I know it’s been some time since I’ve done this, but most of that time, I had better stuff to write. As in, in-character pieces about events actually happening in the Tower of Krasha. We got some new people involved in my particular circle, and I concentrated on that for the time being. But now, I return with the piece I promised two weeks ago, side stories of Farahlon. Most of these you won’t even get a breadcrumb for and you’ll have to stumble upon the right NPC in the wild. Doing these stories is not essential to your story or game progression, but they reward with some cool bits, including lore, battle pets and followers.
Gulag the Unbreaker
In the Primal area just north of Farahlon, you’ll find a gronn, tangled with vines and guarded by botani who are apparently attempting to turn him. A gronn infested by fara would be quite a fearsome enemy, so you intervene, killing the botani and freeing the gronn. Unlike what most gronn would do, this one doesn’t attack you, but offers you a quest. His name is Gulag and he has just recently grown out of the gronnling stage and was sent to the Primal area by his magnaron, Cragskaar, to prove himself. Cragskaar doesn’t care that Gulag could have died, as magnaron have no love for their children.
In the first quests you help Gulag kill some podlings, the task he was given by Cragskaar, and sift through goren corpses strewn about. Gulag wouldn’t tell you what he’s looking for, but after a while you finally find a living baby goren called just “Gulag’s Best Friend”. The little goren doesn’t talk and simply hugs Gulag and follows him (and you) around. Although Gulag’s initial task is done now, he knows it was a weak task given to him as a mockery and now wants to kill more Primals to prove himself.
As you delve deeper into the Primal area, you find not just the plant-people but some of their still-living victims as well. Some of those victims are Waverider Orcs or Farahloni draenei. They implore you to spare them and you have to convince Gulag they’re your people and should be spared. Gulag is surprised by how caring you care about your own and laments how Cragskaar or his brothers never shown him any love and finally agrees. Finally, in the heart of the area you find a Rangari leader or a Laughing Skull warrior who you rescue after killing a fara that was attempting to kill him.
With that done, Gulag invites you to tag along with him to Cragskaar Den where he will take the oath of a Breaker before his magnaron. In that oath, a gronn promises to break anything and everything that stands in his way. When you get to the place, Cragskaar voices his disappointment at Gulag bringing an outsider to the Den and orders him to kill you. Gulag refuses and even refuses to take the oath, as only you have shown him respect. Cragskaar promptly attacks and you have to defeat him with Gulag’s and his best friend’s help. In the end, the other gronn watching you scatter around and Gulag offers to become your follower – and his best friend your battle pet.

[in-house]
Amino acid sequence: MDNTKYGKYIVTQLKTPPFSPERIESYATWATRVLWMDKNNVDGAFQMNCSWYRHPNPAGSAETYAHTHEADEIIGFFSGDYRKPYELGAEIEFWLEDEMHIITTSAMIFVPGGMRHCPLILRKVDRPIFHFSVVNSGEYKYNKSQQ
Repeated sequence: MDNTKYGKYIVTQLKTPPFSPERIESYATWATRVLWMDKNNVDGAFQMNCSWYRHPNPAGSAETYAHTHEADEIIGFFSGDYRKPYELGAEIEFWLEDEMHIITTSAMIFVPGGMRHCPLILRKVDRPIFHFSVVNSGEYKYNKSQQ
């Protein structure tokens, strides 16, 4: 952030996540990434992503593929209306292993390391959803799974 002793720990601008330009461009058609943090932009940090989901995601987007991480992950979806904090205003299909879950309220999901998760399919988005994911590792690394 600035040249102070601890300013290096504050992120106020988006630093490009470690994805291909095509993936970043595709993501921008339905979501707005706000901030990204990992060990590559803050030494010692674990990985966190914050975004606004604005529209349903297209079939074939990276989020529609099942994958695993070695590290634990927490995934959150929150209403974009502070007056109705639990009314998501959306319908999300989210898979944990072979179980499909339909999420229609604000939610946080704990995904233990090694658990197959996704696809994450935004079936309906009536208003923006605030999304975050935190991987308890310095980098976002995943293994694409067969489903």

Deep in the Fara Wilds, you find a lone old orc killing a plenty of Primals swarming at him. As you talk to him, you learn his name is Kolar, Warlord of the Flowerpicker Clan. Or rather, the last Flowerpicker. His clan has always been famed for their Primal-killing skills and was dubbed for that “flowerpickers” – as even picking flowers is a savage job when the flowers can bite you back. Unfortunately, the Iron Horde did not welcome the Flowerpickers and Grommash laughed them out. To gather strength, they delved into the Fara Wilds to collect resources to fight the Iron Horde. It was then that most Flowerpickers were slain and Kolar declared vengeance and that he won’t rest until all the Primals are dead, or he’s killed by them.
Kolar has noticed that the botani in the Fara Wilds are preparing some kind of ritual. Together, you run around the area and slay the botani channeling a spell at the Fara Heart, the area in the very middle of the Wilds, and destroy their minions. As you kill the last botani, however, you find Kalor, Kolar’s son, very much alive and kept caged for food for mandragoras. Kalor managed to kill the mandragoras sent to eat him and even tamed one to serve him. As Kalor reports to you, there are more Flowerpickers still alive in the area and you have to free them before the Fara turn them into plant monsters – the gravest dishonor for a Flowerpicker.